July 2022 – Privacy Liability – Companies Bleed Data as Workers Move It Offsite
THE MORE employees are working from home, the greater the risk that their employers’ sensitive data is also being stored on their poorly secured devices and laptops.
A new study by Symantec Corp. found many workers are sharing, moving, and exposing sensitive company data as part of carrying out the requirements of their jobs, and they may not realize they could be compromising the information or that what they are doing is wrong.
More worrisome, the study found that half of all employees surveyed who left or lost their jobs in the prior 12 months had kept confidential company data. When that happens, the departing worker, your company, and the new employer are all put at risk.
Worse still, the majority of employees put these files at further risk because they don’t take steps to delete the data after transferring it. “In most cases, the employee is not a malicious insider,” writes Symantec, “but merely negligent or careless about securing IP. However, the consequences remain. The IP theft occurs when an employee takes any confidential information from a former employer.”
What you can do
Symantec suggests attacking the problem from multiple angles:
• Educate employees – You should take steps to ensure that IP migration and theft awareness is a regular and integral part of security-awareness training. Create and enforce policies dictating how they can and cannot use company data in the workplace and when working remotely. Help employees understand that sensitive information should remain on corporate-owned devices and databases. Also, new employees must be told that they are not to bring data from a former employer to your company.
• Enforce non-disclosure agreements – If you have not done so already, you need to craft new employment agreements to ensure they include specific language on company data.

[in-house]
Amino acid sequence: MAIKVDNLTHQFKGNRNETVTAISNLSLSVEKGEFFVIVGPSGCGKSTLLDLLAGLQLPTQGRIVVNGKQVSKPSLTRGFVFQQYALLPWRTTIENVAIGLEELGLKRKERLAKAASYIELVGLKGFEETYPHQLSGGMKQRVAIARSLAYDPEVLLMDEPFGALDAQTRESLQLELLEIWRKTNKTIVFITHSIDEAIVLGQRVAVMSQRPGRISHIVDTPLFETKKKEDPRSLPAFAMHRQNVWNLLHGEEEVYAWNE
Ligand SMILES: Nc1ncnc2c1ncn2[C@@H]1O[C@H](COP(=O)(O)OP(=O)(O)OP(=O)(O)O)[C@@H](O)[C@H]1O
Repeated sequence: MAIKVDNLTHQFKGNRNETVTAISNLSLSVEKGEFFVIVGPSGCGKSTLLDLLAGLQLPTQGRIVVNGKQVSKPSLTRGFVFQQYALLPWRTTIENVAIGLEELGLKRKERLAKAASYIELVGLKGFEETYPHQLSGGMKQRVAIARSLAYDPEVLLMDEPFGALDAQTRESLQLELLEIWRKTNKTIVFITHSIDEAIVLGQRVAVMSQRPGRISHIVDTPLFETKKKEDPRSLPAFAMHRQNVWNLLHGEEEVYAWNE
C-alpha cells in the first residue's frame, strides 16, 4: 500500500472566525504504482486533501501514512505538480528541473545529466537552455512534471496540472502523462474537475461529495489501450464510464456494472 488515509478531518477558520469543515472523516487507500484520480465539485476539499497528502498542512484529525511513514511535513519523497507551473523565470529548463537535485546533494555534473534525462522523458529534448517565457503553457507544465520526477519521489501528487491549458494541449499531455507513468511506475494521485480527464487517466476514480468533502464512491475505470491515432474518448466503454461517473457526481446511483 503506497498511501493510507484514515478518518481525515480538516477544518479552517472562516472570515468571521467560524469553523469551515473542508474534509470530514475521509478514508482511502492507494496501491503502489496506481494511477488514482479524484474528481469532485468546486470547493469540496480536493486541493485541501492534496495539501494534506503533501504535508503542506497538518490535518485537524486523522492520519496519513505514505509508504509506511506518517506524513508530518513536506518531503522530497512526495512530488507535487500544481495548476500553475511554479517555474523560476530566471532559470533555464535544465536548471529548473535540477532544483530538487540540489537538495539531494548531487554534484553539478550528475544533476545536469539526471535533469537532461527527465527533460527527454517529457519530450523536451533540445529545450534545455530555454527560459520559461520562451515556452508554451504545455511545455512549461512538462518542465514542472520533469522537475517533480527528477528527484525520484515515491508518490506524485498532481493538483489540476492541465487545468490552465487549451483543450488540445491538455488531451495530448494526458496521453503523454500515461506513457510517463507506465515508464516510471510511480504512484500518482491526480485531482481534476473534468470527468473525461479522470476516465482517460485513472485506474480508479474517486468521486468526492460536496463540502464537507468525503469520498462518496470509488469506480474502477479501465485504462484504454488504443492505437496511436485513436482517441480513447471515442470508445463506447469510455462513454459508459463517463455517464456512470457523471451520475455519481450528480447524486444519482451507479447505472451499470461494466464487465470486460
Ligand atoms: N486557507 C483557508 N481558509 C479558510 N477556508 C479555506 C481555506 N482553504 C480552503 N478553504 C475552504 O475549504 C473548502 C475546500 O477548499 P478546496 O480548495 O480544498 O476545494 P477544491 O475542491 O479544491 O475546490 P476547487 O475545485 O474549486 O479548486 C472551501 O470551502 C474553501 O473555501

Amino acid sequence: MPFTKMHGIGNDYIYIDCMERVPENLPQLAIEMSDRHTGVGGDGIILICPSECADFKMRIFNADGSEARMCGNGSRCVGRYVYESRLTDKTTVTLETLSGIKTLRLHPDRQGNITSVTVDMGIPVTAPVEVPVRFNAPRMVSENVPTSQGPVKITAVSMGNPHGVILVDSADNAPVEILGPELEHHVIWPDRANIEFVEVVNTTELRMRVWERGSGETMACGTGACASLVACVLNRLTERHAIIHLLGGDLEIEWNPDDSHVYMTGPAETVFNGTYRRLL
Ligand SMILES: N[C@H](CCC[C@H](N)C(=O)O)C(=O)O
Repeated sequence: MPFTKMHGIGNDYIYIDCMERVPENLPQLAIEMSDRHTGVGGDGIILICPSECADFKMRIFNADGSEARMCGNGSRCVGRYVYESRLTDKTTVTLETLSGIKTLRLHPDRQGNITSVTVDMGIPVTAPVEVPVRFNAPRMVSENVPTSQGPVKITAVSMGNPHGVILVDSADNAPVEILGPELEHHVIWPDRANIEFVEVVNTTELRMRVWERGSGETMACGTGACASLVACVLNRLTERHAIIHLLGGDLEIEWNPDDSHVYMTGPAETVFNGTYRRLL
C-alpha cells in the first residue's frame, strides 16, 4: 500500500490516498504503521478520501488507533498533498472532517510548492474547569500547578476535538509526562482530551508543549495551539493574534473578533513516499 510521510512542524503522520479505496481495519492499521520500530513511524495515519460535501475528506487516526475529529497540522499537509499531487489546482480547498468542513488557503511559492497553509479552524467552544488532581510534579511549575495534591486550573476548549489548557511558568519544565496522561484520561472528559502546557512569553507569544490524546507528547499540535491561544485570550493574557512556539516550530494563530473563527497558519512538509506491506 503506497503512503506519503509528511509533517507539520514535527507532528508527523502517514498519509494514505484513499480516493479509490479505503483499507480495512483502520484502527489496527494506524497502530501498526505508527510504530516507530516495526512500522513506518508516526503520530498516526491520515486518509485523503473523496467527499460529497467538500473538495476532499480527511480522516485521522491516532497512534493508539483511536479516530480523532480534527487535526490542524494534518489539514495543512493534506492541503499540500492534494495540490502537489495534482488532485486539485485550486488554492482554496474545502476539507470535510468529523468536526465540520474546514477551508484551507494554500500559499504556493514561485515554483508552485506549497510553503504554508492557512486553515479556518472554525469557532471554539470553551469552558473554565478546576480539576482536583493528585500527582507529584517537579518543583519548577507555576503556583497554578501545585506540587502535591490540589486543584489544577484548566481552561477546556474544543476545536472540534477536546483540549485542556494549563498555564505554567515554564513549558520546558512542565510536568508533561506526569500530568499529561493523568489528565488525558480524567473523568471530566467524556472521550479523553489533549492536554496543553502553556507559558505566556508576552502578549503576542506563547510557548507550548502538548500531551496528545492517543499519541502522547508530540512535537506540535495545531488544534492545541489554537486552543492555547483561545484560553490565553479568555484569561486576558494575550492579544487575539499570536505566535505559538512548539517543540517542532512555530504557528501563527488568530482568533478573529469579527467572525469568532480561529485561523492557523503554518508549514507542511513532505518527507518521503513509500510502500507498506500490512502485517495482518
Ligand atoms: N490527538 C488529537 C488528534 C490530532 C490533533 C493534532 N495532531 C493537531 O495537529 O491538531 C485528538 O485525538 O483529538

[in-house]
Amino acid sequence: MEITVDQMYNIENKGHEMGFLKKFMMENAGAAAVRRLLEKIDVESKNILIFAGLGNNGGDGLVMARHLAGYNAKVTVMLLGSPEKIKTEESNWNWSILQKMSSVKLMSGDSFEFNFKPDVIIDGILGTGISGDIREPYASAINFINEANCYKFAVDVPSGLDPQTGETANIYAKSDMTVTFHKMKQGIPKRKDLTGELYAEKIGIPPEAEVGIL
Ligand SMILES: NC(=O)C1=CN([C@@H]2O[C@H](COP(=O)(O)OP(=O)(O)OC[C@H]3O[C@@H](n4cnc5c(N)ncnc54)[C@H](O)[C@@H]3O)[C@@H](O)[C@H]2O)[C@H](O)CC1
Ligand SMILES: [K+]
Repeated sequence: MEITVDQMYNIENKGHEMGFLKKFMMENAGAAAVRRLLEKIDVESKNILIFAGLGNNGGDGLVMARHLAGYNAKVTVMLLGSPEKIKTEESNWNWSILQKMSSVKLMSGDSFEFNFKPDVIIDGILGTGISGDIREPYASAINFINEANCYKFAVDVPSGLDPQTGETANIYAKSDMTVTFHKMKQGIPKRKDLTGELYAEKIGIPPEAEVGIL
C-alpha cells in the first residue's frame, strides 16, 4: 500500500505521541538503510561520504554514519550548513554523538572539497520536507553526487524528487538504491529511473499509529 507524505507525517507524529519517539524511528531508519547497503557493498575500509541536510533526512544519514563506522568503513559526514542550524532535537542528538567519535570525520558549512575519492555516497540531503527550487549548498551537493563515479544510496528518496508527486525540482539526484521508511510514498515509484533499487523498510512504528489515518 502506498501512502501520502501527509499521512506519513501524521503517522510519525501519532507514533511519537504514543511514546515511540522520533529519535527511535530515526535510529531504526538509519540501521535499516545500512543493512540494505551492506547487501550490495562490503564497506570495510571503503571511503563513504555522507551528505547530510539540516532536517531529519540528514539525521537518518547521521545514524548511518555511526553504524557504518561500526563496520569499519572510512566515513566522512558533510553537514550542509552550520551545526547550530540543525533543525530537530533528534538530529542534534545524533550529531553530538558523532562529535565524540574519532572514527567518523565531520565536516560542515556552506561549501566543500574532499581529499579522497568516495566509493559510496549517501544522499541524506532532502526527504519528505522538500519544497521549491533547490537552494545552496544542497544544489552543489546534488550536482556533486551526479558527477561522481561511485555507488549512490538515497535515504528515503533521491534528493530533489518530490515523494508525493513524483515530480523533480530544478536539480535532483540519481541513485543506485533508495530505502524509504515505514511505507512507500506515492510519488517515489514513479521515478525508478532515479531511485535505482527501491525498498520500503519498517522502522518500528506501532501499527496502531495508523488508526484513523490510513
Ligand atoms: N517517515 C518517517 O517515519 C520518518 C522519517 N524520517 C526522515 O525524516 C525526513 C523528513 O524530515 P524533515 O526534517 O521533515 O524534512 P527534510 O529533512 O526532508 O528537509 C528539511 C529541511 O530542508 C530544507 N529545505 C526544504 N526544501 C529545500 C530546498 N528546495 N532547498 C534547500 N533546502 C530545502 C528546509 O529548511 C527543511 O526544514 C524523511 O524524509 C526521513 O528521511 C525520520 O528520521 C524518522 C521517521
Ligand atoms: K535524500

They should include language that the employee is responsible for safeguarding sensitive and confidential information (and define what that is).
For employees that are leaving your employ, conduct focused conversations during exit interviews and make sure they review the original IP agreement.
Include and describe, in checklist form, descriptions of data that may and may not transfer with a departing employee.
• Track your data – You need to know where your data is going and how you can find out by using monitoring technology. One option is to install data-loss-prevention software that notifies managers and employees in real-time when sensitive information is inappropriately sent, copied, or otherwise improperly exposed.
Also, introduce a data protection policy that monitors inappropriate access or use of company data and notifies the employee and you of violations.
This increases security awareness and deters theft. When you know how data is leaving your company, you can then take steps to prevent it from seeping out.